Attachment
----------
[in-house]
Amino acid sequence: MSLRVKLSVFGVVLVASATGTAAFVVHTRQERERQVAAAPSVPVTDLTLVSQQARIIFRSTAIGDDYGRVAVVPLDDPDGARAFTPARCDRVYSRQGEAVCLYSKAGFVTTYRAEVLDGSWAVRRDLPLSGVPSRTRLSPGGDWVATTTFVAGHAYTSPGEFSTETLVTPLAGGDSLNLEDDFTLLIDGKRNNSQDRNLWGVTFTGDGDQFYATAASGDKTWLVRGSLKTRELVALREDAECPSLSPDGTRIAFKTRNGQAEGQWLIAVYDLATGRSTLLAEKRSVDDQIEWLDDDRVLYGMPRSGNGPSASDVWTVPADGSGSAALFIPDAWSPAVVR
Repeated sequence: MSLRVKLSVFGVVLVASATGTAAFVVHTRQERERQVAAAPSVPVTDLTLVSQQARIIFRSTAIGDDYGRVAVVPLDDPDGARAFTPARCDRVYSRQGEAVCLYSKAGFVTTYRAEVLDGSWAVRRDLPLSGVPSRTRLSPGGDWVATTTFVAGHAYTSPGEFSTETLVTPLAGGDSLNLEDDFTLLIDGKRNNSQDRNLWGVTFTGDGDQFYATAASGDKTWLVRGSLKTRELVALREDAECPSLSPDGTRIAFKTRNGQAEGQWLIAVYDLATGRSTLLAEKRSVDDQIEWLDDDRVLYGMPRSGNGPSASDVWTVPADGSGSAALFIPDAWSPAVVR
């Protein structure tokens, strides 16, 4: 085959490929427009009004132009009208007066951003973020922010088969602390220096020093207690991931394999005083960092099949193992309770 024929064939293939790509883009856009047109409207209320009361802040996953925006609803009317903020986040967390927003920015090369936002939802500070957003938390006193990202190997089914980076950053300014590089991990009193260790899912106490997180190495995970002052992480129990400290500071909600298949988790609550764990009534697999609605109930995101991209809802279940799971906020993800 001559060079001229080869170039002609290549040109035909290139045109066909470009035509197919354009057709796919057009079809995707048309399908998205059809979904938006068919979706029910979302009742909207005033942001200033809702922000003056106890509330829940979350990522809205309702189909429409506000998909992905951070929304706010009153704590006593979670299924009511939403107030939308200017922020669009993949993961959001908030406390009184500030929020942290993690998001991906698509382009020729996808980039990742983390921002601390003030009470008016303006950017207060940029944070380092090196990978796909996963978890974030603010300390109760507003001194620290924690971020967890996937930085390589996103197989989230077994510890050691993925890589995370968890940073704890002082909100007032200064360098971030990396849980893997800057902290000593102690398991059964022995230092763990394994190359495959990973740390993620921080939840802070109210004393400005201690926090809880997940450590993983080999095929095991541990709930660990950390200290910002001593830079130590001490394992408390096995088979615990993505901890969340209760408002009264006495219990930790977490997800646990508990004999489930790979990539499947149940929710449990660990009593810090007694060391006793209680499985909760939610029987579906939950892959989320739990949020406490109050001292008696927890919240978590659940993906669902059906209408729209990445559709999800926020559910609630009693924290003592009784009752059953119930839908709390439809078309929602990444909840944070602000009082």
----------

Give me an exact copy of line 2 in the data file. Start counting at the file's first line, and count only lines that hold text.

Amino acid sequence: MSLRVKLSVFGVVLVASATGTAAFVVHTRQERERQVAAAPSVPVTDLTLVSQQARIIFRSTAIGDDYGRVAVVPLDDPDGARAFTPARCDRVYSRQGEAVCLYSKAGFVTTYRAEVLDGSWAVRRDLPLSGVPSRTRLSPGGDWVATTTFVAGHAYTSPGEFSTETLVTPLAGGDSLNLEDDFTLLIDGKRNNSQDRNLWGVTFTGDGDQFYATAASGDKTWLVRGSLKTRELVALREDAECPSLSPDGTRIAFKTRNGQAEGQWLIAVYDLATGRSTLLAEKRSVDDQIEWLDDDRVLYGMPRSGNGPSASDVWTVPADGSGSAALFIPDAWSPAVVR